The robust schedule - a link to improved workflow

Søren Munch Lindhard, Søren Wandahl

Research output: Contribution to book/anthology/report/conference proceedingArticle in proceedingResearchpeer-review

3 Citations (Scopus)

Abstract

In today’s construction, there is a paramount focus on time, and on the scheduling
and control of time. Everything is organized with respect to time. The construction
project has to be completed within a fixed and often tight deadline. Otherwise a daily
penalty often has to be paid. This pins down the contractors, and forces them to
rigorously adhere to the initial schedule. If delayed the work-pace or manpower has
to be increased to observe the schedule. In an attempt to improve productivity, three
independent site-mangers have been interviewed about time-scheduling. Their
experiences and opinions have been analyzed and weaknesses in existing time
scheduling have been found. The findings showed a negative side effect of keeping
the schedule too tight as it becomes inflexible and cannot absorb variability in
production. Flexibility is necessary because of the contractors’ interacting and
dependent activities. Variability delays the process and results in conflicts between
the trades. Moreover, a tight schedule does to a greater degree allow conflicts to be
transmitted from one contractor to another. This increases the number of hot spots
between contractors and produces more conflicts. The result is a chaotic, complex
and uncontrolled construction site. Furthermore, strict time limits entail the workflow
to be optimized under sub-optimal conditions. Even though productivity overall
seems to be increasing, productivity per man-hour is decreasing resulting in increased
cost. To increase productivity and decrease cost a more robust schedule is needed.
The solution seems obvious, more time has to be released and more robustness has to
be put into the schedule. The downside is that a postponed completion data often
results in other costs for the client. Therefore, the deadline set has to be realistic. By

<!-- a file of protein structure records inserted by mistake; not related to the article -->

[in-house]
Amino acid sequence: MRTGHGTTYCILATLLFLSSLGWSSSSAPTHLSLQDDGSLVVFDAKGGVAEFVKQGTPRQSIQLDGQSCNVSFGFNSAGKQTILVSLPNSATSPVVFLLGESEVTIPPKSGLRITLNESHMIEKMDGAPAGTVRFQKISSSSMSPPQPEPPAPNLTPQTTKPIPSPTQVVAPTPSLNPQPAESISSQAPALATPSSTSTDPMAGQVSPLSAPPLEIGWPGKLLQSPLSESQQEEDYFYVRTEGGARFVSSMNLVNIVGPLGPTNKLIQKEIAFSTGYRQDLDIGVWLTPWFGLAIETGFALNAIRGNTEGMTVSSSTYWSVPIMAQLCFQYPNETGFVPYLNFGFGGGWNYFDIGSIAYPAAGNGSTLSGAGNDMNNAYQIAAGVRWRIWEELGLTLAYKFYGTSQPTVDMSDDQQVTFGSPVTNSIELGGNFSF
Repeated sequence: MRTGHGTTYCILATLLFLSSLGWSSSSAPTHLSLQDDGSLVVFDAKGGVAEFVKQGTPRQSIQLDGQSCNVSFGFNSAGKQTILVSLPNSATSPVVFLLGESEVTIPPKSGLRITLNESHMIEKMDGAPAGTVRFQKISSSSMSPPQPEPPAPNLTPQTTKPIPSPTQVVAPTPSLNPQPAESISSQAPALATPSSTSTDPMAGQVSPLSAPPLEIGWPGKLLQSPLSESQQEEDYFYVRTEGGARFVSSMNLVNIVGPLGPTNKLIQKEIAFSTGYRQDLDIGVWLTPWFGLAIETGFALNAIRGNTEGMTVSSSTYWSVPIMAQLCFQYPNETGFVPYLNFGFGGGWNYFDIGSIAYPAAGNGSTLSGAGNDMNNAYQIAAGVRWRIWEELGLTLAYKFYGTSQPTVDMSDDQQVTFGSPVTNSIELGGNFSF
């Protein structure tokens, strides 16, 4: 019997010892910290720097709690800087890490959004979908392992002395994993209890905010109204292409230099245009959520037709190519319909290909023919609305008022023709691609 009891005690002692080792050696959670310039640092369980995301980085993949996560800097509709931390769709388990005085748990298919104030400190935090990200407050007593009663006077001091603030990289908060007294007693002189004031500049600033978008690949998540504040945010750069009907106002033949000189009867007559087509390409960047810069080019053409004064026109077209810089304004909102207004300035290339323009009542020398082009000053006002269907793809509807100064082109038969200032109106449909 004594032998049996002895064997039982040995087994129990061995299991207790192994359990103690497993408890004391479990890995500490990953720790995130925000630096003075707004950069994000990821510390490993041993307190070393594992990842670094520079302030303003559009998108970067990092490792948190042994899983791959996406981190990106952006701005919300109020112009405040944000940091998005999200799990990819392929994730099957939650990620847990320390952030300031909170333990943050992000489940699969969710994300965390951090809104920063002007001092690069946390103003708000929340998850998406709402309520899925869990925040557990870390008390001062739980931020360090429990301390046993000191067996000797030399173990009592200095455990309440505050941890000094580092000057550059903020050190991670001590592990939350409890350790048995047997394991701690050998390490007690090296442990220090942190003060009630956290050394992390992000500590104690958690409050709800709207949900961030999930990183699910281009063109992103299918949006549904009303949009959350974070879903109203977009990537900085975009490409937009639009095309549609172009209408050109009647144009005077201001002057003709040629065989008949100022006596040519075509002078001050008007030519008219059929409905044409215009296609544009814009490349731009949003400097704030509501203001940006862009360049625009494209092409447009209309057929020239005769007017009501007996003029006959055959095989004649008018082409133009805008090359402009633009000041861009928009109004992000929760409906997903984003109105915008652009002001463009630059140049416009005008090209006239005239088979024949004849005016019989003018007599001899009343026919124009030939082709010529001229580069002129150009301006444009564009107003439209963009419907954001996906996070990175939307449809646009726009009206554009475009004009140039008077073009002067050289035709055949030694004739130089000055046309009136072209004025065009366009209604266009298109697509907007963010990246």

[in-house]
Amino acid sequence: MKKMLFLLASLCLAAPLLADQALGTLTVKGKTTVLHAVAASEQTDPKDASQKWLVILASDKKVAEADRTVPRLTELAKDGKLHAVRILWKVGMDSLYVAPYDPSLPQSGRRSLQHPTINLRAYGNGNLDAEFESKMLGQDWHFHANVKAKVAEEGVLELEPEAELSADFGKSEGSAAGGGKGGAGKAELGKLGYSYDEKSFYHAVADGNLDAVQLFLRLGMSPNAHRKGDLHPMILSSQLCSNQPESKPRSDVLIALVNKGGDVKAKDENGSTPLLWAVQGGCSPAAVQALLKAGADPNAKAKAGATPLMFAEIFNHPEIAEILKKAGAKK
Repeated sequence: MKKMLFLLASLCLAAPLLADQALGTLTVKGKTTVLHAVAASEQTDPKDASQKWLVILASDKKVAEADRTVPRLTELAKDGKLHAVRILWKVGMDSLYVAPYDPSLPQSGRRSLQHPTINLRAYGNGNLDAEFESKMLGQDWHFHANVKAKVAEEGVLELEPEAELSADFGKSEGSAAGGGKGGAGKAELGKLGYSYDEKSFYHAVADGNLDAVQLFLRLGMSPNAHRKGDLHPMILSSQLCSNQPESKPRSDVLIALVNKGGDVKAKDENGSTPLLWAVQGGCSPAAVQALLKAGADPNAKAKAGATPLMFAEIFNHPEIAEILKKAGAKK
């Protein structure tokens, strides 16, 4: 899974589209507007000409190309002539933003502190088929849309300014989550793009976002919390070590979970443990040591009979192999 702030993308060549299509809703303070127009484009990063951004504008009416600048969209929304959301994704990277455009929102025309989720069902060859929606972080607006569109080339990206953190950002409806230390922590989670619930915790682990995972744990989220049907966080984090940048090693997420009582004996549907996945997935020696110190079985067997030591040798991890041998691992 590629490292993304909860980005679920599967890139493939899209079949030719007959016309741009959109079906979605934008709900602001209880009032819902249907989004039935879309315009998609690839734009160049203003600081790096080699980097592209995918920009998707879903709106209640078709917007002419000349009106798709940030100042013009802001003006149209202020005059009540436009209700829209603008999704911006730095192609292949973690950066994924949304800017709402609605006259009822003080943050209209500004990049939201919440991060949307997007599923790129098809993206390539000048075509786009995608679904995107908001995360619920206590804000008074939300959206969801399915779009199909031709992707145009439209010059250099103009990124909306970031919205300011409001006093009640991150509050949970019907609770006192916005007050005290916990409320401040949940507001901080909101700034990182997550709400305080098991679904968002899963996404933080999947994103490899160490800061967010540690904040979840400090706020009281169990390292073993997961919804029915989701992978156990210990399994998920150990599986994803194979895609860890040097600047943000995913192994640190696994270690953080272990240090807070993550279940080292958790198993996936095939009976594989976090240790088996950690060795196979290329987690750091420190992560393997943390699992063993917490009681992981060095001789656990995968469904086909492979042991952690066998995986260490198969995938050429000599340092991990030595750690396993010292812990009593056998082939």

introducing flexibility into the deadline negotiations can help achieve win/win
situations bringing productivity and value creation up.
Original languageEnglish
Title of host publicationProceedings for the 20th Annual Conference of the International Group for Lean Construction
Number of pages10
Publication date2012
Publication statusPublished - 2012
Event20th Annual Conference of the International Group for Lean Construction - San Diego
Duration: 17 Jul 201222 Jul 2012

Conference

Conference20th Annual Conference of the International Group for Lean Construction
CitySan Diego
Period17/07/201222/07/2012

Cite this

Lindhard, S. M., & Wandahl, S. (2012). The robust schedule - a link to improved workflow. In Proceedings for the 20th Annual Conference of the International Group for Lean Construction
Lindhard, Søren Munch ; Wandahl, Søren. / The robust schedule - a link to improved workflow. Proceedings for the 20th Annual Conference of the International Group for Lean Construction. 2012.
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Lindhard, SM & Wandahl, S 2012, The robust schedule - a link to improved workflow. in Proceedings for the 20th Annual Conference of the International Group for Lean Construction., San Diego, 17/07/2012.

The robust schedule - a link to improved workflow. / Lindhard, Søren Munch; Wandahl, Søren.

Proceedings for the 20th Annual Conference of the International Group for Lean Construction. 2012.

Research output: Contribution to book/anthology/report/conference proceedingArticle in proceedingResearchpeer-review

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Lindhard SM, Wandahl S. The robust schedule - a link to improved workflow. In Proceedings for the 20th Annual Conference of the International Group for Lean Construction. 2012